- Sustain Investors- Review Risk Tolerance and Rebalance: More volatility leads to greater fluctuations in portfolio values which can affect the Sustain investor’s ability to sleep at night. When an investor is unable to sleep at night, they tend to sell stocks… often at the worst time. Thus, the Sustain investor should work with their Financial Advisor to determine if their portfolio is appropriate for their risk tolerance and whether a rebalance is necessary. A great litmus test is to remember one’s emotions during the significant market pullback that occurred in February and March of 2020. If the pullback resulted in multiple sleepless nights than a risk tolerance review and rebalance may be appropriate.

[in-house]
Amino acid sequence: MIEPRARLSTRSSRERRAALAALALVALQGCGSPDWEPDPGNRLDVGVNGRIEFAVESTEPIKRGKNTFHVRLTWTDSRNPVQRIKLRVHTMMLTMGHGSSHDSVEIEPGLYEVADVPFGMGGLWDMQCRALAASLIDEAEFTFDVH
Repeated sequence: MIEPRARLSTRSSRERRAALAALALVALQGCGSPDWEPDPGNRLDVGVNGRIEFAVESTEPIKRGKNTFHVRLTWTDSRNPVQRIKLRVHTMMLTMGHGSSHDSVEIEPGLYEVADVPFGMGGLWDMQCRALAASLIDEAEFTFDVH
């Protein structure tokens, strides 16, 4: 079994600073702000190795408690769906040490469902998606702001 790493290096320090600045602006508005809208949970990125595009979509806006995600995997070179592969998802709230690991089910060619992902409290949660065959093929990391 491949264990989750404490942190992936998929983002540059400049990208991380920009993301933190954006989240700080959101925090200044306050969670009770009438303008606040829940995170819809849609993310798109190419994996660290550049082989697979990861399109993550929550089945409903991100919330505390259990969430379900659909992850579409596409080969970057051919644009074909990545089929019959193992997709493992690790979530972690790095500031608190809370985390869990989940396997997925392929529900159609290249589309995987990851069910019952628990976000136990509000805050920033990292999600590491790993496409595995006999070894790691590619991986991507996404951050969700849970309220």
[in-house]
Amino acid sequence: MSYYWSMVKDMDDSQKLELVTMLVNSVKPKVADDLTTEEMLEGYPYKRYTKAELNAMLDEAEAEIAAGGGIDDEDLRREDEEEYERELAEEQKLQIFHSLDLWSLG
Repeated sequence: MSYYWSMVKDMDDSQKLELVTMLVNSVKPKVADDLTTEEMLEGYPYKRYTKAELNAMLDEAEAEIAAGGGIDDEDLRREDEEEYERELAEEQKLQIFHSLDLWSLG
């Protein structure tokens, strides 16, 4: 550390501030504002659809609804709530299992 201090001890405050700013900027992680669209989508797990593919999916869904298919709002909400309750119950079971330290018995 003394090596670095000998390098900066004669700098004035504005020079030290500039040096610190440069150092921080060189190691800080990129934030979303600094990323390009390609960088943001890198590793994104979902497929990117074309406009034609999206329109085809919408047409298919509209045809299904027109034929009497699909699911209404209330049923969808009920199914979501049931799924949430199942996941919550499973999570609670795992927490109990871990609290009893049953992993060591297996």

- Distribute Investors- Establish and Maintain Cash Bucket: If interest rates continue to remain low, investors in the Distribute phase will need to continue to supplement dividends and interest payments with systematic withdrawals. However, systematic withdrawals (trimming stocks) can be damaging during volatile periods in the equity market. Therefore, we suggest establishing and maintaining a ‘cash bucket’ within a portfolio to defend against volatility. The ‘cash bucket’ allows the Distribute investor to fund spending needs for a period of time when the market is weak without having to sell stock.
Our Advantage portfolios’ broad mandate (‘go anywhere’) and tactical flexibility were designed to navigate dynamic investment environments like the one we foresee. We are here to help investors and financial advisors with these challenging and impactful decisions.